|On the day that Citigroup swallowed Wachovia before it too, failed, and as world financial markets are cratering, the debate is on in the House over the, I must say, much improved, bailout bill (details, text). The debate is shaping up as one of the clearest cut dichotomies between liberalism and conservatism in recent memory. Conservatives in the House, including Ron Paul, are railing against the bill on the floor, decrying it as a quick slide toward government ownership of capital and socialism. Some are calling for even less deregulation, and, surprise, surprise, more corporate tax cuts.
Liberals are also railing, some decrying the bill as too helpful to Wall Street, but the consensus on the Democratic side is generally pro-government intervention, in keeping with the liberal belief that the government represents the backstop against economic meltdown at both the macro, and micro level.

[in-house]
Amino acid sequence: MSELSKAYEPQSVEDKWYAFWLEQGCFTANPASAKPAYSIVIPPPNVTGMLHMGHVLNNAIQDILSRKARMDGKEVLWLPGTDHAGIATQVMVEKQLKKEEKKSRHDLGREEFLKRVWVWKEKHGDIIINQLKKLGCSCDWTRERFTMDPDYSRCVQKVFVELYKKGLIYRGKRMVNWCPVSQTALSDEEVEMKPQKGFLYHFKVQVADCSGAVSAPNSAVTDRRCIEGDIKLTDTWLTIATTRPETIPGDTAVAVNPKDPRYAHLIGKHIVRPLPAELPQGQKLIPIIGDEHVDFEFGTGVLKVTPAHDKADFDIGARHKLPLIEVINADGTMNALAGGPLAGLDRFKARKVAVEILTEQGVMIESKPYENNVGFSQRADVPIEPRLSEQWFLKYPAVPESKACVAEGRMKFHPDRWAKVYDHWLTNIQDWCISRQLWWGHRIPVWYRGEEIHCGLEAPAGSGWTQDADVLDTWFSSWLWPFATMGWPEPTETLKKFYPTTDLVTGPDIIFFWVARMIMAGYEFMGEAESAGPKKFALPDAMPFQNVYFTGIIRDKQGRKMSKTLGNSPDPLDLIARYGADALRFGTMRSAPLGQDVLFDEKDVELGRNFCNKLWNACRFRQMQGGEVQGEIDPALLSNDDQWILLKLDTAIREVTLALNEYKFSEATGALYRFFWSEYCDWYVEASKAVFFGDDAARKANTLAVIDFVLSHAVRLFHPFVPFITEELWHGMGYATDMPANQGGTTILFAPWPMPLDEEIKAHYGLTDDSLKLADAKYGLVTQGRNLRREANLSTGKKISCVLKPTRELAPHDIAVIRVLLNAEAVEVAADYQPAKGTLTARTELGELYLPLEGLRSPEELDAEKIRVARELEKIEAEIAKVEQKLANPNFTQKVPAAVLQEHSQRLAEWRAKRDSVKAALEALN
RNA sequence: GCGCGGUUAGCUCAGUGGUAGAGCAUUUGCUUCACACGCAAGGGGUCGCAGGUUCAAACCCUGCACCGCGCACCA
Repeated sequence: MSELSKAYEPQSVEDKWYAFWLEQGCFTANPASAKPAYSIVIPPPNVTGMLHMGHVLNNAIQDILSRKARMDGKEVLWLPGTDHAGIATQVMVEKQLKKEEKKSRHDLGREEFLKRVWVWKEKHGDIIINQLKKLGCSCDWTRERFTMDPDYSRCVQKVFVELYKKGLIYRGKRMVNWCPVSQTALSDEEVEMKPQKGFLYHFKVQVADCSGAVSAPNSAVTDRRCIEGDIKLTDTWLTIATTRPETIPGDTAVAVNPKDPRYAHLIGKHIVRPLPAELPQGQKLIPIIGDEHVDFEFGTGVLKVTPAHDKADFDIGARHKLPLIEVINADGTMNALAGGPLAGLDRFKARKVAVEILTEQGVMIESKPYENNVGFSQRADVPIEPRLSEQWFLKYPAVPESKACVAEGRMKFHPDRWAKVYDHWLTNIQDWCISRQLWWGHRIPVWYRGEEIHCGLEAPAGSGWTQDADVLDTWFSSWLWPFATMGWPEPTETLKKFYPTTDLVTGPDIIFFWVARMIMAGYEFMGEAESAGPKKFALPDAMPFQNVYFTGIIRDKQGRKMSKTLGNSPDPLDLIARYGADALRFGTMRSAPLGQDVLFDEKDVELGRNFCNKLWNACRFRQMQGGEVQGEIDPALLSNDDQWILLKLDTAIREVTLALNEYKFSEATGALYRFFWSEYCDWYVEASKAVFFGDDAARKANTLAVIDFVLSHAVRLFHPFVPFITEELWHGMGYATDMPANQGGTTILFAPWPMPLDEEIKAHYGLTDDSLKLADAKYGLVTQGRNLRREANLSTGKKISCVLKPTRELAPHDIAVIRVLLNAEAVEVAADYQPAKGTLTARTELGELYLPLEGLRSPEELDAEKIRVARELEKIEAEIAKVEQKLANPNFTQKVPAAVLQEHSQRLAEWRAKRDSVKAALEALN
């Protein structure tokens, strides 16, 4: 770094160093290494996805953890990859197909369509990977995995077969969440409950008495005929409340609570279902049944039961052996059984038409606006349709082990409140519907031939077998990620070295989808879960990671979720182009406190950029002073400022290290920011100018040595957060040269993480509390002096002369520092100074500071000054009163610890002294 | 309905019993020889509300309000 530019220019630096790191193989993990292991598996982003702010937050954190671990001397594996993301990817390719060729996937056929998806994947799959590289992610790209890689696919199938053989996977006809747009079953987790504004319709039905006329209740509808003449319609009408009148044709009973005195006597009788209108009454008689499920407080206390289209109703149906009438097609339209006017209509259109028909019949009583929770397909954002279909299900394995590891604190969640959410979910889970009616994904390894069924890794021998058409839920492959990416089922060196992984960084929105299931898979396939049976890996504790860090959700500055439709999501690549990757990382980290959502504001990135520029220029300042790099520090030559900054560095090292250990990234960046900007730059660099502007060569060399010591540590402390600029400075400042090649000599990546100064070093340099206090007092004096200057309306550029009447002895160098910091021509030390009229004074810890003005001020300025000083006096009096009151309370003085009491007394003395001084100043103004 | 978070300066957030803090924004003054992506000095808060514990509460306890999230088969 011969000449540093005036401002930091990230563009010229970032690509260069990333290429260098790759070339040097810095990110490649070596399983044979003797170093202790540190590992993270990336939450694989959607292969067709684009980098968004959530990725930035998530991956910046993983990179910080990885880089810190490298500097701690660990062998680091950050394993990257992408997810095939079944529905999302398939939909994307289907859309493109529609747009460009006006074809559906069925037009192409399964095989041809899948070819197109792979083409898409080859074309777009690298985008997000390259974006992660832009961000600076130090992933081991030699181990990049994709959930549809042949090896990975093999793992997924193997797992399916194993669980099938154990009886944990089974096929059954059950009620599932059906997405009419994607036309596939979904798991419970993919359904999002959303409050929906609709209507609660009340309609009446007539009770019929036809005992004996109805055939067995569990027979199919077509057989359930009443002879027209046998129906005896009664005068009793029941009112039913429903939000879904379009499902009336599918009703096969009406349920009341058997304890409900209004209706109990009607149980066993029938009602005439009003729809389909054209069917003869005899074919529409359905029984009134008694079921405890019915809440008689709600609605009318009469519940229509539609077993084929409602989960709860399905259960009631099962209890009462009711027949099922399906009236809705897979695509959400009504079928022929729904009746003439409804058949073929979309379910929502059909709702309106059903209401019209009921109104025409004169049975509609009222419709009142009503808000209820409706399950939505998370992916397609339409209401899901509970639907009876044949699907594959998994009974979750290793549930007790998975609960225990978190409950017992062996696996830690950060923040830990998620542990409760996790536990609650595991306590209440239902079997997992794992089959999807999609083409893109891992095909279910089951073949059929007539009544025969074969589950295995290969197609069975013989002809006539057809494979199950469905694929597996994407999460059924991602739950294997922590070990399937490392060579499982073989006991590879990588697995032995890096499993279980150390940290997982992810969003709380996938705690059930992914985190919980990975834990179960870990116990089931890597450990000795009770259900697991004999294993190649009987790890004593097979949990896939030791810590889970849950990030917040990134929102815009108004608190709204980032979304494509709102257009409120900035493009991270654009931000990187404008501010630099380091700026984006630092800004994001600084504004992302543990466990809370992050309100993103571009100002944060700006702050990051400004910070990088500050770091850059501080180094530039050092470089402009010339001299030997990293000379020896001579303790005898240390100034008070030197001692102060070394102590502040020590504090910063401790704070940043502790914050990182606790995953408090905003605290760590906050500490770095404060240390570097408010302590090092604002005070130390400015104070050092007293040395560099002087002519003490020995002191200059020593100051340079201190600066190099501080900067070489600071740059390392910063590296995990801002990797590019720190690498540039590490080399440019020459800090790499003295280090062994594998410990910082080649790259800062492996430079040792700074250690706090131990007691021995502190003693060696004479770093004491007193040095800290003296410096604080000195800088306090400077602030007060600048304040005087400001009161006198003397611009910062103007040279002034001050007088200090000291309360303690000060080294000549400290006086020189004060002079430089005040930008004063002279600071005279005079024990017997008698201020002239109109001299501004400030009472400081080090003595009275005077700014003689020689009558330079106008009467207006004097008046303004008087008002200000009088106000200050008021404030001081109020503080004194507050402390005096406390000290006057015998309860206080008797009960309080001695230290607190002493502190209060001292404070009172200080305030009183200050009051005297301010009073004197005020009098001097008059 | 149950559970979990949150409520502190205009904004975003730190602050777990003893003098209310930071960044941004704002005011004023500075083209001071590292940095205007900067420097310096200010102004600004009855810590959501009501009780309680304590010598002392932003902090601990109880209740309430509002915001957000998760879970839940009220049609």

Interestingly enough, a number of Black Caucus members are ranting that the bill doesn't have enough help for individual homeowners and to stop predatory lending, and some, including Sheila Jackson Lee of Texas, are urging a "no" vote.
But for the most part, most mainline Republicans and Democrats are indicating they will, however reluctantly, vote for the bill. Many are praising Rep. Barney Frank for creating a palatable compromise to Hank Paulsen's initial attempt at a massive power grab.
What's really interesting is the position of President Bush, who having pleaded for the bill's passage can now, clearly, finally, no longer call himself a conservative.
Meanwhile, the Fed pumps another $630 billion into the global financial markets to try and arrest the global slide... Lehman shareholders will get pennies on the dollar... and Politico has the back and forth on the bailout...
Labels: economic crisis, the Bush bailout, Wall Street